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If you've ever done manual labor which required a group effort or synchronized action,  you may have resorted to counting off.  Gotta hump that refrigerator up the stair --- "on the count of three."  That sort of thing.  And if you have to do that kind of work all day long and day after day, you may eventually find yourself resorting to what's known as a work song.  

So that Duck Dynasty character has a point, even if he hadn't intended to be taken literally. Not about the well-being of rural African-Americans, or morality -- but about music he may have heard while working in a field. If there was any; and if he actually did that kind of work. I leave it to others to judge how real Mr. Robertson is.

It appears that folklorists know a lot more work songs connected with railroad work and clearing trees than about cotton. That may be because adjusting track or chopping wood are tasks that benefit from rhythmically coordinated group effort in a way that picking cotton does not. And by the early to mid-sixties --the period I believe we're talking about here-- African American work songs are already becoming archaic due to automation and cultural changes.

A field holler recorded in 1939: The singer is John Lowry Goree, and he said he heard a woman singing it in the 1880s while chopping cotton. It's not a high quality recording.

Vera Ward Hall singing Boll Weevil Holler, recorded by Alan Lomax around 1959. I didn't know this: the boll weevil is an invasive species in the US, arriving from Mexico around 1895. By the 1920's farmers are diversifying and rotating crops.

While some work songs are proto-blues or blues form, others aren't. Work songs, no matter what else they may do or what their structure may be, must also organize the work and the people doing it. And, to be sure not all work songs originate with slavery or with African-Americans. There are work songs for sailing ships, milking goats, mining, farming, etc. from cultures all over the planet.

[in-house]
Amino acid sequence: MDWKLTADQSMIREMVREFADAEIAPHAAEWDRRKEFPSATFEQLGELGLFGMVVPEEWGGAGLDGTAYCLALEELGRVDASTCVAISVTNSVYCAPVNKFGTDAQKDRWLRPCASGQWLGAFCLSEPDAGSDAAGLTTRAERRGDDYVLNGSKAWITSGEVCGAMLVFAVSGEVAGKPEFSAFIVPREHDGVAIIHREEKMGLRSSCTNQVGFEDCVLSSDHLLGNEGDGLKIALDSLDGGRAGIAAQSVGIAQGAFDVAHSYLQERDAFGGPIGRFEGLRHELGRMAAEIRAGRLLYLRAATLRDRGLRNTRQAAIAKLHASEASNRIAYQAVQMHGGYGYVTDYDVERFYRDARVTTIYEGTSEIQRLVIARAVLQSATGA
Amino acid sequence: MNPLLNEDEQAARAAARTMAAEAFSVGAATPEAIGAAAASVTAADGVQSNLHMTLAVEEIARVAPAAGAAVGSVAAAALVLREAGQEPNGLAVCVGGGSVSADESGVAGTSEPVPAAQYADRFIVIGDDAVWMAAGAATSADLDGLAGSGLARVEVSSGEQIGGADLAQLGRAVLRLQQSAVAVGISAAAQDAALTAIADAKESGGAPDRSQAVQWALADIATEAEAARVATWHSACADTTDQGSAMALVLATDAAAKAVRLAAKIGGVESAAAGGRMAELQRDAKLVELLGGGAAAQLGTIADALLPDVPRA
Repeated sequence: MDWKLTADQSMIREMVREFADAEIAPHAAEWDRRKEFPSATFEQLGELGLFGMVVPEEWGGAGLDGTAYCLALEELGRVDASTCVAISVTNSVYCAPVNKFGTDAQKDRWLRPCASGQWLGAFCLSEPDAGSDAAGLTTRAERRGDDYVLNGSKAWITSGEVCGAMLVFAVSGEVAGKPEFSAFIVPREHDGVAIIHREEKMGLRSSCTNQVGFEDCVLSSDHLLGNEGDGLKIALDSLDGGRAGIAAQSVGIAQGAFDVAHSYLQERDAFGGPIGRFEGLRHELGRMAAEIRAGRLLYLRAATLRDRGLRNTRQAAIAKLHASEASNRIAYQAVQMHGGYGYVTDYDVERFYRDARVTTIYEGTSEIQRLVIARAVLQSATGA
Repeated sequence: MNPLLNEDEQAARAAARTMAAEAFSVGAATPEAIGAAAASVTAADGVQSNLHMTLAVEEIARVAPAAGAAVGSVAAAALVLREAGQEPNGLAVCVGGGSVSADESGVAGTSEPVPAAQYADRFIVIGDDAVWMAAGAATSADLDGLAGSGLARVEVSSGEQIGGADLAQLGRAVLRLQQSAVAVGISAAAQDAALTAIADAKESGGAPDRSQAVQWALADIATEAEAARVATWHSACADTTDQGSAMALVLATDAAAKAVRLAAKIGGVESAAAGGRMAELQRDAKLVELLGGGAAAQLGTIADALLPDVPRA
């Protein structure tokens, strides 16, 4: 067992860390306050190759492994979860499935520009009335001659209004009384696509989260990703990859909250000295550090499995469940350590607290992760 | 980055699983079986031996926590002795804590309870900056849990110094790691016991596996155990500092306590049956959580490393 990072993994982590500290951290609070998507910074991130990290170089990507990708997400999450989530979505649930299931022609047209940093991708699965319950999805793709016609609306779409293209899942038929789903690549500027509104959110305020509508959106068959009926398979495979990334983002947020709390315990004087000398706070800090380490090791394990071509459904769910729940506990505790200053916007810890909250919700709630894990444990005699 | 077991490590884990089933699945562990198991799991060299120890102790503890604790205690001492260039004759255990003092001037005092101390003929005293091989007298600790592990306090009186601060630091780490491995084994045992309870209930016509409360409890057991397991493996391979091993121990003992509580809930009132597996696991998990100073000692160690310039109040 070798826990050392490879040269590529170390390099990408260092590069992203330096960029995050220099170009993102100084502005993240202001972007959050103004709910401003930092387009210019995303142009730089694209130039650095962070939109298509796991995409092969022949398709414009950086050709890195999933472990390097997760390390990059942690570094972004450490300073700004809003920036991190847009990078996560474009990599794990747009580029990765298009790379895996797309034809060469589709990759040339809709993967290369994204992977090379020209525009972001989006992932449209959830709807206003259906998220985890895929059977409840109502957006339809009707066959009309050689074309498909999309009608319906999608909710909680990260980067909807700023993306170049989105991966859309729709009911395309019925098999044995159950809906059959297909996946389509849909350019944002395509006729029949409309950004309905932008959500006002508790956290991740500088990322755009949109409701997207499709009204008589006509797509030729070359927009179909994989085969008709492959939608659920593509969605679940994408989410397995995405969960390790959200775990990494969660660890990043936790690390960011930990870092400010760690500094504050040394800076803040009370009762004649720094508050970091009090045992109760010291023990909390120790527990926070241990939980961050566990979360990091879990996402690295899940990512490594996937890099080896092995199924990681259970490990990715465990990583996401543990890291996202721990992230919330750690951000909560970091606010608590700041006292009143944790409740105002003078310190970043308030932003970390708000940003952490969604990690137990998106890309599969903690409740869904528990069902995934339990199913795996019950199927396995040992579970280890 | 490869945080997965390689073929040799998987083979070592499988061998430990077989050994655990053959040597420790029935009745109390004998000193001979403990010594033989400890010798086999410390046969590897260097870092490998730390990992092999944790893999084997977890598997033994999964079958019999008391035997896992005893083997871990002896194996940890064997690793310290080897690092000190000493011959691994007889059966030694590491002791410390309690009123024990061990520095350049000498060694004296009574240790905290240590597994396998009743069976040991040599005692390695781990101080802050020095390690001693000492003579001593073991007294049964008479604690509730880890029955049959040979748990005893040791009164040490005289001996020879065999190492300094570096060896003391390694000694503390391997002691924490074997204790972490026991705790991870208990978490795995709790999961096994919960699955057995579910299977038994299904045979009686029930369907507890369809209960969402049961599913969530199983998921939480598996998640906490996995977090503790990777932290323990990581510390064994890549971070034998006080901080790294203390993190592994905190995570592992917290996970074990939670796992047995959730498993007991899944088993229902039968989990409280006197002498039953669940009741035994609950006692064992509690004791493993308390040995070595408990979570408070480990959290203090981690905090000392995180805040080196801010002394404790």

If you start looking for this kind of music, you can't avoid John Lomax and his son Alan. A lot of interesting music, interviews, films and other material can be found at the Association for Cultural Equity site. I encourage you to click on the ACE Online Archive link.  

So, musically speaking, what are some of the features that make this music so compelling?

Heterophony-- where everyone is singing the same song, but not exactly. Early in the Morning Notice that the non-dominant voices sometimes harmonize, sometimes add a little fill, sometimes drop out altogether.

We also hear call and response: Hammer Ring recorded in a texas prison in 1965 by Bruce Jackson.  Gandy dancers aligning railroad tracks: 1929, USC Newsfilm Library.  Rosie, another prison work song, recorded by Lomax

And melisma --- stretching a syllable out by singing several notes. The opposite of melismatic is syllabic-- one note per syllable. Alan Lomax recording of Tangle Eye Blues at Parchman prison farm:  A youtube posting of the same material, it's been processed a bit:  

I hope you have enjoyed this little exploration.  While I do have academic musical training, I'm not a musicologist or historian, so please forgive me for any errors I may have made.  If you want to read more about work songs generally, you might be interested in Ted Gioia's Work Songs, published by Duke University Press.  It's on my own to-buy list.

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